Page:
The primary issue with plastic relates to its origin. The petrochemical sector (transformation of petroleum to plastic) represents 30% of the petroleum consumed today. The production of plastic therefore contributes to the depletion of a finite resource which we cannot replace and contributes to global warming by releasing large quantities of carbon dioxide into the atmosphere. The second issue relates to the fate of plastic. It is estimated that one item of plastic waste in three ends up in the environment, i.e. the equivalent of a dustcart full of plastic dumped into the ocean every minute. These striking figures are chiefly due to our excessive plastic production and consumption, as well as poor waste management across the globe. The fact that a large proportion of plastics are single-use is one of the major contributors to this pollution as it increases waste production, thus increasing the risk of loss in the environment.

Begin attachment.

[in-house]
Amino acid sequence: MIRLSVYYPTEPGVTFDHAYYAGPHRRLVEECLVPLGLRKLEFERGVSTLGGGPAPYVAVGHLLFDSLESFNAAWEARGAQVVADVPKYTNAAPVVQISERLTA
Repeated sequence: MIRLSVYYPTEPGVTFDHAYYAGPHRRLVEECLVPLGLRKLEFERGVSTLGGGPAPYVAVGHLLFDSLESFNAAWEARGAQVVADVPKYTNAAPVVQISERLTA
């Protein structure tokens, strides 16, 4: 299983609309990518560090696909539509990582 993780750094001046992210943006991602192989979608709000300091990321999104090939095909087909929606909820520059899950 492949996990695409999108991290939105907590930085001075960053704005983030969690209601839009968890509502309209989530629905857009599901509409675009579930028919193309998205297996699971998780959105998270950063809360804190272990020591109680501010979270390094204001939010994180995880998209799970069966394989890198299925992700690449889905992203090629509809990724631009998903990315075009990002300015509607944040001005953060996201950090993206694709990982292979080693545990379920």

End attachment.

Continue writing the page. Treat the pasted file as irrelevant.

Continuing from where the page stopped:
The consequences: a risk to fauna, flora and human health
Once in the environment, the resistance of plastic becomes its greatest flaw, as it can take up to several hundred or thousands of years to disintegrate completely. Once in the ocean, the plastic and toxins it contains are a danger for the marine flora and fauna which are at risk of injury upon contact, suffocation or intoxication by ingesting it. Animals are not able to digest or eliminate plastic which therefore stays in their stomach, taking the place of other foods and leaving them weak and undernourished. Based on observations, the problem concerns over 700 marine species including seals, turtles, whales, marine birds and fish. Drifting plastics also provide an oasis for viruses and bacteria which proliferate around waste. Consequently, they promote the dissemination and development of pathogenic organisms in the ocean.
Plastic also raises serious concerns in its microscopic form. The chemical components that it contains can diffuse into the environment and contaminate the soil and water reserves. At the same time, due to the effect of UV rays and waves, macro plastic in the ocean breaks up into microparticles that can be swallowed by marine animals, including zooplankton, at the base of the food chain. The toxins contained in these plastics accumulate in the tissue of living organisms and can affect their immune system and fertility. Through the food chain, these toxins are ingested in large amounts by top-level predators (such as human beings) who feed on the affected animals. Consequently, we are directly impacted by this pollution, whose consequences on human health we still know little about.